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I would study the picture of her as she advanced frowning along a street under trees", writes Bowles. All of these attributes of the strong-minded woman - the exaggerated size, the quality described by the recurring adjective "formidable", the questionable humanity implied in "creature", the glasses, the black garment, even the intellectual development implied in "strong-minded" - reappear in the various mother figures in the stories in The Delicate Prey, as well as in such grotesque matrons from the novels as Mrs. Rainmantle of Up Above the World. The child Paul, struck by the card, wants to know what a strong-minded woman is.
His mother responds,. It's not bad at all. It's very good". Paul has seen through both the neutrality of the card and his mother's deception - deception because her statement defending Grandmother Bowles is deceit, as Paul is soon in a position to see for himself. Grandmother Bowles disapproves of Mother and disapproves of Paul to the extent that she sees his mother in him. Paul's mother plainly feels Grandmother Bowles's hostility : " Mother was afraid of Daddymama [the curious title by which Paul is asked to refer to Grandmother Bowles], dreaded being with her, and occasionally became so ill in her presence that she had to go to bed".
Given what to her are more acceptable terms, Mother can describe Daddymama quite forthrightly. She tells Paul, "Your grandmother Bowles is the most suspicious woman I've ever seen. And your father is just like her. Don't let yourself get to be like them.
It's terrible! It poisons everything" WS, In the adult world of distrust and intrigue Paul's mother is not wholly an exception. Though for the most part she seems a passive victim, she shares the poison of distrust, as is clear enough in her warning Paul against the other members of the family. Mother colludes with Paul in asserting that Father is not to be trusted ; in turn she colludes with Father in distrusting Paul, as in the pretence about her feelings toward Grandmother Bowles. Also to the point is the transformation that she undergoes in reading to Paul from the stories of Poe.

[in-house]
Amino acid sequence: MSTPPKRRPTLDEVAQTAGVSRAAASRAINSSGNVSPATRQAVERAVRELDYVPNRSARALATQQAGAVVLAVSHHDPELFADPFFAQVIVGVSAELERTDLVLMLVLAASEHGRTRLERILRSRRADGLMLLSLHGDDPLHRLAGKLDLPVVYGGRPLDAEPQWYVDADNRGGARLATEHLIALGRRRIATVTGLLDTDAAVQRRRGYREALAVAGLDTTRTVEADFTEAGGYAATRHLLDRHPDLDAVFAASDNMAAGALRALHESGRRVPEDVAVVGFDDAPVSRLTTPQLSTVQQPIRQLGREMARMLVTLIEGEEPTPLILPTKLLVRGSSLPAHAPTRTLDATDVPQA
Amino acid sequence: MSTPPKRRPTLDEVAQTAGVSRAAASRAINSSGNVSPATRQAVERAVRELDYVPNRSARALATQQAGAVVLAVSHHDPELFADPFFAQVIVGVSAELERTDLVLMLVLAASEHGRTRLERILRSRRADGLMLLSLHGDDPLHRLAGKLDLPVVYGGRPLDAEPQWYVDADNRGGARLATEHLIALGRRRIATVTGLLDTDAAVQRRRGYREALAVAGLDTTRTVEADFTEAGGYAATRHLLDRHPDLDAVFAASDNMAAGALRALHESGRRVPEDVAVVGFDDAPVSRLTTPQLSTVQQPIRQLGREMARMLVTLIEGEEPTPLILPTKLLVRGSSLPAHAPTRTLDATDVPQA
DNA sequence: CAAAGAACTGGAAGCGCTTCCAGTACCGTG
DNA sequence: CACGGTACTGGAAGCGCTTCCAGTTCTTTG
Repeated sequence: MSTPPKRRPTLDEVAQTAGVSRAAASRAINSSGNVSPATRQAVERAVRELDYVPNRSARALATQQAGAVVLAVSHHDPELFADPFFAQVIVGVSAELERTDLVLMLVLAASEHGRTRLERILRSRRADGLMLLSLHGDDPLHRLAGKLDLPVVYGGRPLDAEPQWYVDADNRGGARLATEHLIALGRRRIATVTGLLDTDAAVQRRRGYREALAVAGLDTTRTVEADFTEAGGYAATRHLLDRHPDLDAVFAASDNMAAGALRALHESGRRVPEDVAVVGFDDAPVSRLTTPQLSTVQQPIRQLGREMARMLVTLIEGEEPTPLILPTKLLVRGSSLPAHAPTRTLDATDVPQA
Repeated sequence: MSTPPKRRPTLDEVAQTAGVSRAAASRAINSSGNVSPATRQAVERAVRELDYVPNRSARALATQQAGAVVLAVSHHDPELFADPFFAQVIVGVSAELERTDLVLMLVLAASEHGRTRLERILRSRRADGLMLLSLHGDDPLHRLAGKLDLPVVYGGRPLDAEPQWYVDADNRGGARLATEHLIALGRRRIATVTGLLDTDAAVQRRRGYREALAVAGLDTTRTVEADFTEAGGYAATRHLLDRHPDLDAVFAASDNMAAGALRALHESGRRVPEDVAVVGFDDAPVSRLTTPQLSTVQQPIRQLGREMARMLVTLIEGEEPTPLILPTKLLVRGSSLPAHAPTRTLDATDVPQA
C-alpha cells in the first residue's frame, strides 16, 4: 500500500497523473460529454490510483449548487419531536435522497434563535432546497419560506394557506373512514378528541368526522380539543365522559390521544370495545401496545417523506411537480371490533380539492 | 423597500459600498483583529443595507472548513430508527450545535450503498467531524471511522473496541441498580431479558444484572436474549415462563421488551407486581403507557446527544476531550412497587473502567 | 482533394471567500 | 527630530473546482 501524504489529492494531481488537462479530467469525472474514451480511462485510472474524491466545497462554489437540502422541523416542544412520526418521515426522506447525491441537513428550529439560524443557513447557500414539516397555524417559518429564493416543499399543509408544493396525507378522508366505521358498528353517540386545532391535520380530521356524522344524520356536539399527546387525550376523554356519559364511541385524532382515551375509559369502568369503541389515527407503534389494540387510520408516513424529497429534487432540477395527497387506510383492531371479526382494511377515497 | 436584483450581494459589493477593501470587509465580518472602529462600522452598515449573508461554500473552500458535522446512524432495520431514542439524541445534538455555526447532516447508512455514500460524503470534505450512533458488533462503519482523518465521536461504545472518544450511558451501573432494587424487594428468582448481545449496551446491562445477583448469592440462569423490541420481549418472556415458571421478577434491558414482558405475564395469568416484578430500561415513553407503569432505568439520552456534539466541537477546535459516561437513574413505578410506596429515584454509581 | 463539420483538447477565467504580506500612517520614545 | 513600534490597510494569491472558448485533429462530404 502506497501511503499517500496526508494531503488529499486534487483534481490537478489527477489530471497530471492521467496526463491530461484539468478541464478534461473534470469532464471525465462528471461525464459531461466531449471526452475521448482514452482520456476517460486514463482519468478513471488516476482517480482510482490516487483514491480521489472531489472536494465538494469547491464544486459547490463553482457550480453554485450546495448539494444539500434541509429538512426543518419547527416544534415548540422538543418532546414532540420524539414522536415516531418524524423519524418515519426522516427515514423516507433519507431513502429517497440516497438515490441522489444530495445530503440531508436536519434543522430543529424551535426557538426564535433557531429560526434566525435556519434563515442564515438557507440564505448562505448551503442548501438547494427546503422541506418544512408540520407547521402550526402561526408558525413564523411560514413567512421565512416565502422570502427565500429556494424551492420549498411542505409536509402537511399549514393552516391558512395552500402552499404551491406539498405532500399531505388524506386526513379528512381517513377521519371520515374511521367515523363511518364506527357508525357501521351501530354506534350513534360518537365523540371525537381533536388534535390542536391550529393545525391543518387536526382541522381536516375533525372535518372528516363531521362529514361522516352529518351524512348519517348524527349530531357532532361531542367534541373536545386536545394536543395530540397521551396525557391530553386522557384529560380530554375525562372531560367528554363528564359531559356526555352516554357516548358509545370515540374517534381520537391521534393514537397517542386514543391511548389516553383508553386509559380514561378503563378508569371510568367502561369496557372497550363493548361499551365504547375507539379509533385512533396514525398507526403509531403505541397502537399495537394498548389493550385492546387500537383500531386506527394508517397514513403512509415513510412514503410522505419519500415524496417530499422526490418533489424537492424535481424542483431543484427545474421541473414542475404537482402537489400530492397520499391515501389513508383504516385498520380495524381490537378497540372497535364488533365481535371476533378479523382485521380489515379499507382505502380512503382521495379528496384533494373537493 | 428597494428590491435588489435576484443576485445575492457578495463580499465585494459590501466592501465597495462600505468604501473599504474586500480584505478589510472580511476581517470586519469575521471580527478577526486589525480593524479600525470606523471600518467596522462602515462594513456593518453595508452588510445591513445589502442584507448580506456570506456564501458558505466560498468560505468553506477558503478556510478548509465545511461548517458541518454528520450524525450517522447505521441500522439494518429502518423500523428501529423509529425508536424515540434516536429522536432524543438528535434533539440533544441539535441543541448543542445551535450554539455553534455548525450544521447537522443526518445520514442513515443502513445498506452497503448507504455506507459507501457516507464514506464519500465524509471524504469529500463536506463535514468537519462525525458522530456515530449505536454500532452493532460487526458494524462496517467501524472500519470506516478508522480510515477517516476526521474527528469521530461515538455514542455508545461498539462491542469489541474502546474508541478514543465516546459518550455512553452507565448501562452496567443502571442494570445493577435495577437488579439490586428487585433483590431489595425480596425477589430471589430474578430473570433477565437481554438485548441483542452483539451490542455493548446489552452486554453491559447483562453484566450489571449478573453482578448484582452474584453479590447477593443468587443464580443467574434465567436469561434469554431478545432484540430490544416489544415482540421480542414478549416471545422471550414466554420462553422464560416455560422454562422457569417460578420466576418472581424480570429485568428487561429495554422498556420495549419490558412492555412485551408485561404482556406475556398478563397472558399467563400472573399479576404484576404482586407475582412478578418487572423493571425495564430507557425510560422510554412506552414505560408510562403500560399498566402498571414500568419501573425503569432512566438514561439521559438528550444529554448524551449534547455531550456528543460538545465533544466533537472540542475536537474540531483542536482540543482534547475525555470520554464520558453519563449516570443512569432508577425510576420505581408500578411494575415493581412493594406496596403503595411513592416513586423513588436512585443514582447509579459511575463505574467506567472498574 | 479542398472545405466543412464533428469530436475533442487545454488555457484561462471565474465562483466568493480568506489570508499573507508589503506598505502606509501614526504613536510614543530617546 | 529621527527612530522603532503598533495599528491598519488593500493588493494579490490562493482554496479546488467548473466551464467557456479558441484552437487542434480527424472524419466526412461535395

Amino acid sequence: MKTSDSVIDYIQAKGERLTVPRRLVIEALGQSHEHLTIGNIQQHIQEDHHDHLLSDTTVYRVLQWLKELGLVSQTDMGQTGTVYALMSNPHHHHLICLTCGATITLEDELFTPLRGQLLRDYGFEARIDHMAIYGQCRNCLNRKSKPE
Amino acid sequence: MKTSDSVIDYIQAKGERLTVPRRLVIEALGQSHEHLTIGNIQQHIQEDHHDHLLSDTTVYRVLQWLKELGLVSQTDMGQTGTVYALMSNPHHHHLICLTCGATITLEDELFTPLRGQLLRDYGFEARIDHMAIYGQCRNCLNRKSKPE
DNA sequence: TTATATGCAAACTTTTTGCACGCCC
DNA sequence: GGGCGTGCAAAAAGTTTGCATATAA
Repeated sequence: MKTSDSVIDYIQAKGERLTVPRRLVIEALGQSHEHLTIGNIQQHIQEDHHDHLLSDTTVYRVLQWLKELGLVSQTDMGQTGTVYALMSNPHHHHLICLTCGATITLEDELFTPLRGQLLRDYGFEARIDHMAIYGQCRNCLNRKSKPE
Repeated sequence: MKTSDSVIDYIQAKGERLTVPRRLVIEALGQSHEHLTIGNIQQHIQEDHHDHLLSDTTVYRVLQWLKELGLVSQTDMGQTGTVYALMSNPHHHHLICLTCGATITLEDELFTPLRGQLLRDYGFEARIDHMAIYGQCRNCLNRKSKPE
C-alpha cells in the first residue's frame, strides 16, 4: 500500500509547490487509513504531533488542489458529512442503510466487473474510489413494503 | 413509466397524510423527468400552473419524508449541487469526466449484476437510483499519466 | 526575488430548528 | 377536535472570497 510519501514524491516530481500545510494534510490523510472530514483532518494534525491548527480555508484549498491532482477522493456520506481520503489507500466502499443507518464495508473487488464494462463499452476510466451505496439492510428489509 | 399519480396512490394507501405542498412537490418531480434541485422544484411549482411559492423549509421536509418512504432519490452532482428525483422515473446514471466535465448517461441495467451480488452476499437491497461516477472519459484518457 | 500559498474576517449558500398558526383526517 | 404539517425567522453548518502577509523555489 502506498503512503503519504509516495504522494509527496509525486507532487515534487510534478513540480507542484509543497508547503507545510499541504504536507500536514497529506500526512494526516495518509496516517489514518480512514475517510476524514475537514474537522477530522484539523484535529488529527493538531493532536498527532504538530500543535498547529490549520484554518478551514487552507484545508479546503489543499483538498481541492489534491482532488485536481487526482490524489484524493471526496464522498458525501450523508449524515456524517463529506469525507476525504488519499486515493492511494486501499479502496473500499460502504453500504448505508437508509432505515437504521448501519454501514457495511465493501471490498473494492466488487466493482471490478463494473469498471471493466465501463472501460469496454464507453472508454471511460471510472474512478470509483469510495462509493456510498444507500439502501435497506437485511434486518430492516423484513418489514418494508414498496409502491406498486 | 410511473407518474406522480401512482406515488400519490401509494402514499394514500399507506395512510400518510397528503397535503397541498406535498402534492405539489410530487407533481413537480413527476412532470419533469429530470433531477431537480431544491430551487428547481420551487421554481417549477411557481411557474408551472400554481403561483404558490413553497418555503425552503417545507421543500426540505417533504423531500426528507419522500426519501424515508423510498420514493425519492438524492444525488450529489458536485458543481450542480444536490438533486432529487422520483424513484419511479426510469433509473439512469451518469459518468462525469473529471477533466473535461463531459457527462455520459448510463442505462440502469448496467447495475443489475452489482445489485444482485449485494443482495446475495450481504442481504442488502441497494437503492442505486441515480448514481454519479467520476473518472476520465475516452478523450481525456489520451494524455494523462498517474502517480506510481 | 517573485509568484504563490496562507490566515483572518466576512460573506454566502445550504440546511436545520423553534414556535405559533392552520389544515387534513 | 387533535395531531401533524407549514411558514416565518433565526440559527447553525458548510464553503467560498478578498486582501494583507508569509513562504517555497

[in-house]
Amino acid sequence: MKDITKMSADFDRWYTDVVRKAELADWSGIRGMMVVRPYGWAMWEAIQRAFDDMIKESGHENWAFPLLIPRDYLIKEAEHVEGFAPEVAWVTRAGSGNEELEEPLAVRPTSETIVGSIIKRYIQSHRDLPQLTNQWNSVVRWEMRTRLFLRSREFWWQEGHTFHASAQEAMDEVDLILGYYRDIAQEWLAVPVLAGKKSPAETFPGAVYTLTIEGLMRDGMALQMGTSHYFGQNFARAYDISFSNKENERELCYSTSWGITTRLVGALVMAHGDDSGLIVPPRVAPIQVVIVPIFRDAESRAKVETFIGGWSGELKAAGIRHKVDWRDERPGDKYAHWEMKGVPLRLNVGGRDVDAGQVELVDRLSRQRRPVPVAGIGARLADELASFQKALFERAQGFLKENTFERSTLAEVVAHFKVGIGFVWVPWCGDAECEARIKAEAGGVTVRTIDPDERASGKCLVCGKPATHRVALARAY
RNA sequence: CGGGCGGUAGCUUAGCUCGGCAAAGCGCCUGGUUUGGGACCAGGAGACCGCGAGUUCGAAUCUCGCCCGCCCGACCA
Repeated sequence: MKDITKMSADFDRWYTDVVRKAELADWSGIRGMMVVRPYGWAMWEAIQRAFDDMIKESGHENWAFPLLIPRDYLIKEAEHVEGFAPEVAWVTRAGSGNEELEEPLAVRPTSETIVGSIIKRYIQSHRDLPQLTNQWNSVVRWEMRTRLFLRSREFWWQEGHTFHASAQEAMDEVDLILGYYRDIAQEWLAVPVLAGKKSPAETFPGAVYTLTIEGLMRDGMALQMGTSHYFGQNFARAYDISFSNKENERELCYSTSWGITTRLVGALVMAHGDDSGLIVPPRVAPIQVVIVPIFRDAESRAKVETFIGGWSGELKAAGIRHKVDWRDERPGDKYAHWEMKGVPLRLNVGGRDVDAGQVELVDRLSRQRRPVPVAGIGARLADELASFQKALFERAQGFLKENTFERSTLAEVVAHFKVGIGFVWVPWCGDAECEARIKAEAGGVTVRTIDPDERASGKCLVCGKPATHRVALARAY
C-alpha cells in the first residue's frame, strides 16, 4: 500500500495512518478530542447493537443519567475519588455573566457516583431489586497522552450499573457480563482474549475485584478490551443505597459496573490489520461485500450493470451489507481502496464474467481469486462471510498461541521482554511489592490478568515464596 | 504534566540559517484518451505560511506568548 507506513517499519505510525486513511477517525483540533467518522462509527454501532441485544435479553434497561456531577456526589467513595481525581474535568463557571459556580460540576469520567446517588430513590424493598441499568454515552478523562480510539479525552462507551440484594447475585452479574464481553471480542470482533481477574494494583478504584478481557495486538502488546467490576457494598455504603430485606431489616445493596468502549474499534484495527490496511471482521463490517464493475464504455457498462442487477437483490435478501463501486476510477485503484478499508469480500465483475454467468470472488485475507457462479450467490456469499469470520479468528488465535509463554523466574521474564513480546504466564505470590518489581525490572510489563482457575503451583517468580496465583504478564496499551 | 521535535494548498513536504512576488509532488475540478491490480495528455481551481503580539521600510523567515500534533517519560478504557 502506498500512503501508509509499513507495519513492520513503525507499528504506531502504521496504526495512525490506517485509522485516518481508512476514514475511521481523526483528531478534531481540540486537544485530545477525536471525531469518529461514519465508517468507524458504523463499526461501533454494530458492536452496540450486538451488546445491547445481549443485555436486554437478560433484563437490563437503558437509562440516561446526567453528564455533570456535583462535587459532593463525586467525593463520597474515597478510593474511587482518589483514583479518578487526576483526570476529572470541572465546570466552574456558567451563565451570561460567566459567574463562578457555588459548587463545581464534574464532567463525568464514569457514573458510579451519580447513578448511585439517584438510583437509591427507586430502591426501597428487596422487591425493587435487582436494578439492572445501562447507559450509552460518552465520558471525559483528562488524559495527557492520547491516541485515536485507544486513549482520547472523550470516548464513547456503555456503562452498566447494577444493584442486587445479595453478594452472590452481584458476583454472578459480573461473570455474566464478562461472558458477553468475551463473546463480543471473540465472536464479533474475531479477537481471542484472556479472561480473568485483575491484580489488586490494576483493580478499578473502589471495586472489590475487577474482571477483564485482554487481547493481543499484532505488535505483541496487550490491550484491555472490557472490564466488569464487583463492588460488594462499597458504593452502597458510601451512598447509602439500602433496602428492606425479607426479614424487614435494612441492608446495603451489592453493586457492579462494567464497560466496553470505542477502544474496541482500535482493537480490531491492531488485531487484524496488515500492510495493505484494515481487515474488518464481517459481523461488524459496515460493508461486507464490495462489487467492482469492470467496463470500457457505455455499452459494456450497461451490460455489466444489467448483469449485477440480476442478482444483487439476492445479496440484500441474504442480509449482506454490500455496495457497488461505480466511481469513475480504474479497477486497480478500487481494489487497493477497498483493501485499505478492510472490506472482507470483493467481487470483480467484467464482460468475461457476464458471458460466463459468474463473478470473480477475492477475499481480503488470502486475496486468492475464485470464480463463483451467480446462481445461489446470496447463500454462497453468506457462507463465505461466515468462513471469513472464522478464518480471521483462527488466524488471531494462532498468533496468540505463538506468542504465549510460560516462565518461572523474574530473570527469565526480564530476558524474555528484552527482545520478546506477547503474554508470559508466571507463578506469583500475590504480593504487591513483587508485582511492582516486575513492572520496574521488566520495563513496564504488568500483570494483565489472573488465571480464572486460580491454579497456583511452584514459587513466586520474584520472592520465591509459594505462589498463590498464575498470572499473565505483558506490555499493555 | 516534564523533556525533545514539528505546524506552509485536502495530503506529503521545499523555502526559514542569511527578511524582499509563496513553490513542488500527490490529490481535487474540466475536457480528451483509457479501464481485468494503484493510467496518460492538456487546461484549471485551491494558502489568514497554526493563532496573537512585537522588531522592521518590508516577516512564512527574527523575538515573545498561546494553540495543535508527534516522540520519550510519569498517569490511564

If I looked at her, I did not wholly recognize her, and that frightened me even more" WS, Similarly, the sons in the scorpion-mother's dream do not recognize her ; nor is it certain that the son in the waking part of the story recognizes her at first ; nor does she know which son he may be. Nor does Lazrag recognize Amar ; and Amar's failure to properly respond to the creature's archetypal question of identity, "Who are you?
Paul's father's place in the family web is still more suspect, for the hostility between father and son is overt.